Sault Ste. Marie News | Latest Local Headlines | Sault This Week
Steelworker donations in 2020 total $233K
Sault Ste. Marie and area United Steelworkers locals donated $232,576 to various charities in 2020. Among the charities to benefit are Algoma District School Board’s and Huron Superior Catholic Board’s breakfast programs, ARCH, Pauline’s Place, Royal Canadian Legion, Sault Area Hospital, Soup Kitchen, The Twinkie Foundation, St. Vincent Place and Women in Crisis, says a media release. USW also offered members eight courses despite the pandemic in 2020. The courses included stewards training, financial officers training, mental health (offered through Prevention Link) and Unionism on Turtle Island. The eight does not include union orientation courses presented by the locals at various workplaces. District 6 co-ordinator Marc Ayotte says in the release, “Going forward, in addition to serving our members, the Steelworkers will continue to help local charities and organizations in the community. Serving our members involves more than just their jobs. It also involves trying to improve things that affect the day to day lives of our members and their loved ones.” From a media release
Landfill, hazardous waste depot open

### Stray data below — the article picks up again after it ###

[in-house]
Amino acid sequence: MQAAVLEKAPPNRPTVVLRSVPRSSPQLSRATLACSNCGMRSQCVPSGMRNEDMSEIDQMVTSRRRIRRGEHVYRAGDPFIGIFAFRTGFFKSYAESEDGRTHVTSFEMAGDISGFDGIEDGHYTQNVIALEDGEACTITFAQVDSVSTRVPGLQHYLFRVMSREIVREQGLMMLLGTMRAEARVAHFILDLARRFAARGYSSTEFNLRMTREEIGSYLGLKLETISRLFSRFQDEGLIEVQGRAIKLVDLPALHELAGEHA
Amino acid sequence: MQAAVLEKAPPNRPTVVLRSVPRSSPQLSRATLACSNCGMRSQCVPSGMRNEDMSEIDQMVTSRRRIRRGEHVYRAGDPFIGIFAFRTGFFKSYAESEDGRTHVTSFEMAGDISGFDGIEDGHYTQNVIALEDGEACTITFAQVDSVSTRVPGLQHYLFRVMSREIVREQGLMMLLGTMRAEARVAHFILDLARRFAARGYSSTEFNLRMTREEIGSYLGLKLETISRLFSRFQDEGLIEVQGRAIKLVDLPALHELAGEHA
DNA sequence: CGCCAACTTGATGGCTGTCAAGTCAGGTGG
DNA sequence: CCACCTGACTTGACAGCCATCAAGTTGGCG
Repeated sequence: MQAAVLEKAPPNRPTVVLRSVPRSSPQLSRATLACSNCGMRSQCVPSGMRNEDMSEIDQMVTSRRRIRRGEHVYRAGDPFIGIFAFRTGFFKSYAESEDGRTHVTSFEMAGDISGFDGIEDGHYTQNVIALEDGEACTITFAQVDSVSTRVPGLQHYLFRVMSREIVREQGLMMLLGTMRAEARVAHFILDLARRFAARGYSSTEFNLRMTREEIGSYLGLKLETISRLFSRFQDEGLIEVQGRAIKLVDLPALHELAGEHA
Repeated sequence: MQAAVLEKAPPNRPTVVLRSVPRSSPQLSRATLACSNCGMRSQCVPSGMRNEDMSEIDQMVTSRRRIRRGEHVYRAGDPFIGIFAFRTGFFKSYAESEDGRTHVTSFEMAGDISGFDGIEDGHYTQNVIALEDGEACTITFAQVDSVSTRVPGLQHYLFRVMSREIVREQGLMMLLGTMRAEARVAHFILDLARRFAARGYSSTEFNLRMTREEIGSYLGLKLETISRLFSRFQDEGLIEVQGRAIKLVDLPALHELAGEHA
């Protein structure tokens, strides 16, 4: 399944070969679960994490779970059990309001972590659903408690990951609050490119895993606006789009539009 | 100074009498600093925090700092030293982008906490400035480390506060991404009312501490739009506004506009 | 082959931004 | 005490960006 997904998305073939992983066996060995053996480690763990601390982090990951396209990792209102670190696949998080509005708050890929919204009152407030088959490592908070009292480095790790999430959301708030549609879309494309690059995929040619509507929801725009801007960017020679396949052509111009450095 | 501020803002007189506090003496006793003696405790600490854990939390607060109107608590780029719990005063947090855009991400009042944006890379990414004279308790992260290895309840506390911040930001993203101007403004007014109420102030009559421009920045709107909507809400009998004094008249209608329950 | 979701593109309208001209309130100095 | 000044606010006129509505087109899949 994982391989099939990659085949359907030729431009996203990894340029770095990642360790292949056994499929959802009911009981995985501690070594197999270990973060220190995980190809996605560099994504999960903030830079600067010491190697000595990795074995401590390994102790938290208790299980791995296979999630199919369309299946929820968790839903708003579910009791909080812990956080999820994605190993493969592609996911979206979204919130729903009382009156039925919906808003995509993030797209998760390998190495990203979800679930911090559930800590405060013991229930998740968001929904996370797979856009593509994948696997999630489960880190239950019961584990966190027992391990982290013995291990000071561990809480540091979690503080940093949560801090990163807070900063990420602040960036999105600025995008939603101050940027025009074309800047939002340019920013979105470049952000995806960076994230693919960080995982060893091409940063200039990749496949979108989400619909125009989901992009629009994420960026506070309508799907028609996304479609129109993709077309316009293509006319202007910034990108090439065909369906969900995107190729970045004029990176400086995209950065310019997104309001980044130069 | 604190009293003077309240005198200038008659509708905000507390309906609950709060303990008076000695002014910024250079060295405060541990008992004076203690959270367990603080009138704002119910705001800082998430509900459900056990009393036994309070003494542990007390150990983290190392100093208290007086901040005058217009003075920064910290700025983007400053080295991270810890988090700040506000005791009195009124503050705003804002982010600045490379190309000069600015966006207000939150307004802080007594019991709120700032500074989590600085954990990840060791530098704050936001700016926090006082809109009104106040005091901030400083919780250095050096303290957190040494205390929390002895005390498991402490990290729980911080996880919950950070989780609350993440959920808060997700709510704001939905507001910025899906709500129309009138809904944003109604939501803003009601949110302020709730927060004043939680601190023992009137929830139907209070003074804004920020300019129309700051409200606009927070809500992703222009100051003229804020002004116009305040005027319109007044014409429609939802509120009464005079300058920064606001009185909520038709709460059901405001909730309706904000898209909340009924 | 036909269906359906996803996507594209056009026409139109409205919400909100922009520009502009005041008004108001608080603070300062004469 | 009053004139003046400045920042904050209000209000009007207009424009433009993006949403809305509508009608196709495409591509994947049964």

The current Ontario-wide lockdown hasn’t affected Sault Ste. Marie waste and recycling collection, nor will it halt normal spring operations. The city’s Household Hazardous Waste Depot has opened for the season Tuesday to Saturday, 8:30 a.m. to 4:30 p.m., says a media release from the Public Works and Engineering Department. Items such as paint, varnishes, pesticides, pool chemicals, drain cleaners, motor oil, antifreeze, propane cylinders and electronics are accepted. For a complete list of acceptable waste visit www.saultstemarie.ca/hhw. All services provided by the Hazardous Waste Depot are free of charge to Algoma District residents and no gate fee is charged. The landfill at 402 Fifth Line East is open for the season. Hours are Monday to Saturday 8:30 a.m. to 4:30 p.m. A gate fee of $11 applies to all loads. Visit www.saultstemarie.ca/landfill for more information. Security will be on-site enforcing social distancing and public health recommendations including mandatory mask wearing, for the safety of staff and visitors. Expect vehicle lineups as space at drop-off bins is being limited, the release says. Leaf and yard waste begins Monday, May 3 for Collection A and Monday, May 10 for Collection B. To view the Leaf and Yard Waste Collection calendar visit www.saultstemarie.ca/collectioncalendar. From a media release